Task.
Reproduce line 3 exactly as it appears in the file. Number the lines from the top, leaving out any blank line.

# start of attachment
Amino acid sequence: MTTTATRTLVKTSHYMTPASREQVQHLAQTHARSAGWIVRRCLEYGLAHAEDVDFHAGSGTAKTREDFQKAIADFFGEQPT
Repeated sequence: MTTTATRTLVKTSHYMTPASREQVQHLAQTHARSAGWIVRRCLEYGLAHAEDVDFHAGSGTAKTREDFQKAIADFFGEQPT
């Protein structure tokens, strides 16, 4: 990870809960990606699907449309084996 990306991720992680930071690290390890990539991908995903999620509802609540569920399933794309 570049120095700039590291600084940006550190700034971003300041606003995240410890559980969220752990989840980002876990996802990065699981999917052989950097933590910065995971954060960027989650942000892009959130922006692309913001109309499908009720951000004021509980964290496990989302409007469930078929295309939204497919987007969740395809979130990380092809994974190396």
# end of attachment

């Protein structure tokens, strides 16, 4: 990870809960990606699907449309084996 990306991720992680930071690290390890990539991908995903999620509802609540569920399933794309 570049120095700039590291600084940006550190700034971003300041606003995240410890559980969220752990989840980002876990996802990065699981999917052989950097933590910065995971954060960027989650942000892009959130922006692309913001109309499908009720951000004021509980964290496990989302409007469930078929295309939204497919987007969740395809979130990380092809994974190396």